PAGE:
Textiles tends to be an easier A-Level than something like English Literature or Maths, because it’s extremely hands-on and coursework based (although whether you’d find this easy, depends on your views on coursework vs exams!).
If you hate exams, and the pressure of spitting out everything you’ve learned for two years in two hours, you’ll find Textiles A-Level a lot easier.
Don’t be fooled into thinking it’s 100% easy, though, as Textiles – like all Art and Design courses – is time consuming. You’ll have both a portfolio that you’ll create throughout the year, which is worth 60% of your marks, and a ten hour exam where you’ll create something.
If you enjoy working with materials and fabric, or you love art but can’t wait to get away from the more Maths-based subjects, you’ll find this A-Level a delight, and won’t notice the hours of work you need to put in. Time flies when you’re having fun!
Film Studies can be a very easy A-Level, especially if you’re interested in how directors create meaning in films. It can’t help but bring a smile to your face, when you see your friends staggering off to learn about polymers and redox equations, while you’re getting stuck into Casablanca.
While Film Studies isn’t all sitting around and watching films, it’s still a pretty big part of it. If you take Film Studies with the EDUQAS exam board, you’ll get to watch six feature length films, including two Hollywood films, one from 1930-1960, and the other from the New Hollywood period (1961-1990).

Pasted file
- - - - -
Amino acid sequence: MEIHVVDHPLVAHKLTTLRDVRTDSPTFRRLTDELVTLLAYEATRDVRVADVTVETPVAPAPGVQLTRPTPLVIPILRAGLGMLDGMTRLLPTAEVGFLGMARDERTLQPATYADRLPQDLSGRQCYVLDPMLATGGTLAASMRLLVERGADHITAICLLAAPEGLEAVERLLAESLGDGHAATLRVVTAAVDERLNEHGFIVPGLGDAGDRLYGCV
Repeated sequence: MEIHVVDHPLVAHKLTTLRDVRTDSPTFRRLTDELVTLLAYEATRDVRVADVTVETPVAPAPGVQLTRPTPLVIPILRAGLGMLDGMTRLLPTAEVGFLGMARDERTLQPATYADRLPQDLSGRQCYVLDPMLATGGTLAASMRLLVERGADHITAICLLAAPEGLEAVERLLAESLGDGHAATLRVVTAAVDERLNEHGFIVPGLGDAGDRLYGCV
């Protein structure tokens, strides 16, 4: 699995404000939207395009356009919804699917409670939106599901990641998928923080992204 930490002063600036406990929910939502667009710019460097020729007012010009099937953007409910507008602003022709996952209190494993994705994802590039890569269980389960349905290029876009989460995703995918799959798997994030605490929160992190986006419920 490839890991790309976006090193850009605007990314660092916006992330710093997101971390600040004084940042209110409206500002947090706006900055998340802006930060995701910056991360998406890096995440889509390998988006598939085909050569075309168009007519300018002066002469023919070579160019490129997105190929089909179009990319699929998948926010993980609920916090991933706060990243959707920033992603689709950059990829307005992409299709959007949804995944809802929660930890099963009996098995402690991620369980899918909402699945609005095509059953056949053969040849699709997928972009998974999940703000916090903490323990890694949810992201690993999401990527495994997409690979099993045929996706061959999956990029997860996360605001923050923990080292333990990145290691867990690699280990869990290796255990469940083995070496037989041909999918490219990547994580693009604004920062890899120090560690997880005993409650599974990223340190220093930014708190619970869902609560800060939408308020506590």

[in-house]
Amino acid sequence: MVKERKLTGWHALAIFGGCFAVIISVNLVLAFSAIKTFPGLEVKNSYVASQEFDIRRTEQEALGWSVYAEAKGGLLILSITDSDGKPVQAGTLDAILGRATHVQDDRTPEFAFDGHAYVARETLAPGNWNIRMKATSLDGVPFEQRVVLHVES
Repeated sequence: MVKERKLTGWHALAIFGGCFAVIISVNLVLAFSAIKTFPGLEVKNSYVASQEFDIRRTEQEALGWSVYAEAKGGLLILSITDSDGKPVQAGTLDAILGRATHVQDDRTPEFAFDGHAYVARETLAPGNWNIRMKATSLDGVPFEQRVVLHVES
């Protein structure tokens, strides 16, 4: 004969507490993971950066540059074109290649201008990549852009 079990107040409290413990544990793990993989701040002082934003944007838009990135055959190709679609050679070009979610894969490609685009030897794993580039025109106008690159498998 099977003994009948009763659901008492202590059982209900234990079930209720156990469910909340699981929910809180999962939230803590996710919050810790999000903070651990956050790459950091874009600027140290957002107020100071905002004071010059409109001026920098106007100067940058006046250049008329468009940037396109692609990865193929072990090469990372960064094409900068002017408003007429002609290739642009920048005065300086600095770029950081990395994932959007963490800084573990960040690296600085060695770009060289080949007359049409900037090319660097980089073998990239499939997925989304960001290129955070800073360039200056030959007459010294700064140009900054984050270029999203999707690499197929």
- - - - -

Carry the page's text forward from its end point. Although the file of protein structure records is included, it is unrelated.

What makes Film Studies an easier A-Level is that it’s fun. Even the ‘harder’ stuff, like writing on film movements for your written exams is enjoyable, because it’s all in the context of films and the stories, which can be very absorbing. It’s a world away from having to learn dry facts for the sake of knowing them.
Best of all, 30% of your A-Level is making either a short film or screen play, with your own photographed storyboard. This is a really fun chance to express your creativity, and things are always easier when we enjoy them.
You’ll have to write an evaluation of your film or screenplay of 1600-1800 words, this is much easier than having to write an essay, say, on a theorist or someone else’s set of ideas. You’ll be writing about your own work, what you did and why, and who knows that better than you?
Sociology A-Level is definitely easier than other A-Levels. As long as you make an effort to learn the facts, you have a high chance of doing really well.
YouTuber Jess Louise changed schools and started her A-Levels again in January, and in her personal opinion, Sociology was one of the easiest subjects to catch up on.